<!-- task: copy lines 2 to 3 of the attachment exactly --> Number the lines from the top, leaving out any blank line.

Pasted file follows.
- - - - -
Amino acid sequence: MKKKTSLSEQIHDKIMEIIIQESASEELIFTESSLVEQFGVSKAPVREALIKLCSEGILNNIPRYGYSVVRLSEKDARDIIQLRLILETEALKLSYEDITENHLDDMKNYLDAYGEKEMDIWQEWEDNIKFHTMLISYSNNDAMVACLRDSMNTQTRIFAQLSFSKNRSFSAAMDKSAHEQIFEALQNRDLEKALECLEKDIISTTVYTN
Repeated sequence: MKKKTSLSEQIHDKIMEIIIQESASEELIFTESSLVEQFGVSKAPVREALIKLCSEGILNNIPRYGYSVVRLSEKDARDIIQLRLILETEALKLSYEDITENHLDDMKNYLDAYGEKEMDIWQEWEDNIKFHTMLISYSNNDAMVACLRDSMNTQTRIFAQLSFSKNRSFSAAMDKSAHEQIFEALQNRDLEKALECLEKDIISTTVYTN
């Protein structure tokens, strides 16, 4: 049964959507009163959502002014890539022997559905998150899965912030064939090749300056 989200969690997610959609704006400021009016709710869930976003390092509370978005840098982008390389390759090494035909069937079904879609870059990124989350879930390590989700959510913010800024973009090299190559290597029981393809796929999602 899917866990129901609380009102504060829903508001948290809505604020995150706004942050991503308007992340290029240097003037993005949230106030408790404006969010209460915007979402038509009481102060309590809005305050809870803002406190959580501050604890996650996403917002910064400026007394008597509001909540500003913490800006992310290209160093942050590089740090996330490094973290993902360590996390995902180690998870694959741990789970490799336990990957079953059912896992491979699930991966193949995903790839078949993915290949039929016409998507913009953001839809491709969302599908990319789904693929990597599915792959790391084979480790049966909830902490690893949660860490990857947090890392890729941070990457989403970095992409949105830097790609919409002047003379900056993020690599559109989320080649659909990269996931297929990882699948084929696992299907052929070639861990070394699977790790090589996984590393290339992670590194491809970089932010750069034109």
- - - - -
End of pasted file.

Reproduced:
Repeated sequence: MKKKTSLSEQIHDKIMEIIIQESASEELIFTESSLVEQFGVSKAPVREALIKLCSEGILNNIPRYGYSVVRLSEKDARDIIQLRLILETEALKLSYEDITENHLDDMKNYLDAYGEKEMDIWQEWEDNIKFHTMLISYSNNDAMVACLRDSMNTQTRIFAQLSFSKNRSFSAAMDKSAHEQIFEALQNRDLEKALECLEKDIISTTVYTN
């Protein structure tokens, strides 16, 4: 049964959507009163959502002014890539022997559905998150899965912030064939090749300056 989200969690997610959609704006400021009016709710869930976003390092509370978005840098982008390389390759090494035909069937079904879609870059990124989350879930390590989700959510913010800024973009090299190559290597029981393809796929999602 899917866990129901609380009102504060829903508001948290809505604020995150706004942050991503308007992340290029240097003037993005949230106030408790404006969010209460915007979402038509009481102060309590809005305050809870803002406190959580501050604890996650996403917002910064400026007394008597509001909540500003913490800006992310290209160093942050590089740090996330490094973290993902360590996390995902180690998870694959741990789970490799336990990957079953059912896992491979699930991966193949995903790839078949993915290949039929016409998507913009953001839809491709969302599908990319789904693929990597599915792959790391084979480790049966909830902490690893949660860490990857947090890392890729941070990457989403970095992409949105830097790609919409002047003379900056993020690599559109989320080649659909990269996931297929990882699948084929696992299907052929070639861990070394699977790790090589996984590393290339992670590194491809970089932010750069034109």